As my child’s parent (and like all parents) it’s important for me to make sure that my little guy is confident as the person he is. This can be harder than it sounds because sometimes he and I are so different that it’s annoying. I’m a quiet person, but he loves being loud. Our compromise is to listen to music together. My music. It’s enough noise to make him happy and it doesn’t annoy me. Sometimes though his joy does come at the complete expense of my view of how things should be. He splashes in the tub and I endure getting very wet. He helps cleanup the water after the indoor hurricane that is bath time passes.
Toddlers like to test their limits. Often they test their limits by testing how high they can shriek when they don’t get their way. It’s such a shocking behavioral response no matter how many times you go through it. What do you do when your child decides to do the interpretive dance of that cave child in row five? What should you not do?
Keep Your Cool
Nothing can be more nerve frazzling than a screaming toddler. They are kicking and screaming and crying, and you are sure the neighbors will call someone to protect your poor defiant baby from you. Needless to say you are stressed out. This is particularly true when your out in public with people passing by giving you the evil eye.
It’s exciting to watch a child pull themselves up or take a step for the first time. They are cute and wobbly and look so surprised when they land on their padded little rumps. As parents we are so proud of them for getting up and trying again. We try to make walking easier for them to learn with all sorts of techniques.
To Shoe or Not To Shoe
Some people believe that it’s best for little ones to learn to walk barefoot. It’s more natural. It allows them to grip the floor with their toes. Shoes and walking are two new things at once, and may be one new thing too many.
Others believe that the best thing for a walker in training is to wear shoes. They feel that it gives their child better ankle support. It gets them used to wearing shoes which they will have to do eventually anyway. It builds the habit of wearing shoes outside.
A child’s early years are the years they learn about relationships. They mimic the family members they love as if to say, “Hey, I’m like you! I belong here too!”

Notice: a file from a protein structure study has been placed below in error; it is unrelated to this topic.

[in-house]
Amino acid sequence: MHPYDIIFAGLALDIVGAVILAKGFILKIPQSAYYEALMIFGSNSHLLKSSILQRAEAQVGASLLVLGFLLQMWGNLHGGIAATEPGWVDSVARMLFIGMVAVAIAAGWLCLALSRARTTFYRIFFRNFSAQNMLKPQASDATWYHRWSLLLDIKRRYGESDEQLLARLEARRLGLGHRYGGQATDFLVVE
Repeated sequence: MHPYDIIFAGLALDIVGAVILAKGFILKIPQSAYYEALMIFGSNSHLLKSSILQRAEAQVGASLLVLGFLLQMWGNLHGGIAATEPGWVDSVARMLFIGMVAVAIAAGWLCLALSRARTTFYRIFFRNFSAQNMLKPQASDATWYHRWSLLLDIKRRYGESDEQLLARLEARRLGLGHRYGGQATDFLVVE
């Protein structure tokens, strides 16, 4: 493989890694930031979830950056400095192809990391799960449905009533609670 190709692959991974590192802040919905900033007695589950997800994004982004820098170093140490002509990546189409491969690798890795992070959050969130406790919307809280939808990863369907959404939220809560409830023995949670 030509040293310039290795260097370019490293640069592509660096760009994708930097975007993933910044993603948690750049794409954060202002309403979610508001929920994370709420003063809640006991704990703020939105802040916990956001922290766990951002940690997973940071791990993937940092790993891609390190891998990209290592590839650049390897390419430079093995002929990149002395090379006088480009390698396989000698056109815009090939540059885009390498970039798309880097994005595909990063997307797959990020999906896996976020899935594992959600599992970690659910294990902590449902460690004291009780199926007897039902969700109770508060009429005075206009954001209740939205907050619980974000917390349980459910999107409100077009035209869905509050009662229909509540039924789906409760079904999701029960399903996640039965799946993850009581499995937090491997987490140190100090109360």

Nothing will cause a melt down faster than a perceived threat to those relationships. That’s because these little ones are also learning to trust. They need to know family members will be there for them. They need to know that there is stability in their world. The lessons they learn about trust can and often do follow them through growing up and into their adult years.
Things That Go Bump In The Night
It’s important not to ignore your child’s night time fears. When they sound off in the middle of the night, afraid of the shadow their teddy bear made on the wall, it’s important to go in and let them know (sometimes for the hundredth time) that there is a logical explanation for the shadow and there is nothing to fear. Give them the option of having the hall light on and leaving the door open. Let them know you will be there to help them through there night time concerns.
Why Do I Always Have To Be The Bad Guy?
Imagine that you come home from work and have missed your family all day. Then the first thing you have to do when you get home is go up to junior’s room and straighten him out. It’s not fun for you and it teaches your child to lack respect for the babysitter or stay at home parent. It also associates your homecoming with a negative effect for your child. What can you do about it?
Discuss Discipline With Your Partner
The first thing you need to do is discuss what type of rules need to be instated with your spouse or babysitter. Discuss what type of discipline is appropriate in each situation and, in the case of the babysitter, when a parent should be handling discipline.
Babies are often cute no matter what they are doing, but toddlers can often get on our nerves doing the exact same things we used to think were cute. Here are three habits I used to encourage in my child, that I now wish I hadn’t.
When your child was first starting to communicate, raspberries were cute. It was even cute when they blew mushed up peas out with their raspberry. Times have changed, and it’s not cute anymore. Raspberries are now reserved for being disrespectful to mom and end with spit trickling down your little one’s chin. They have become gross and a reason for time out.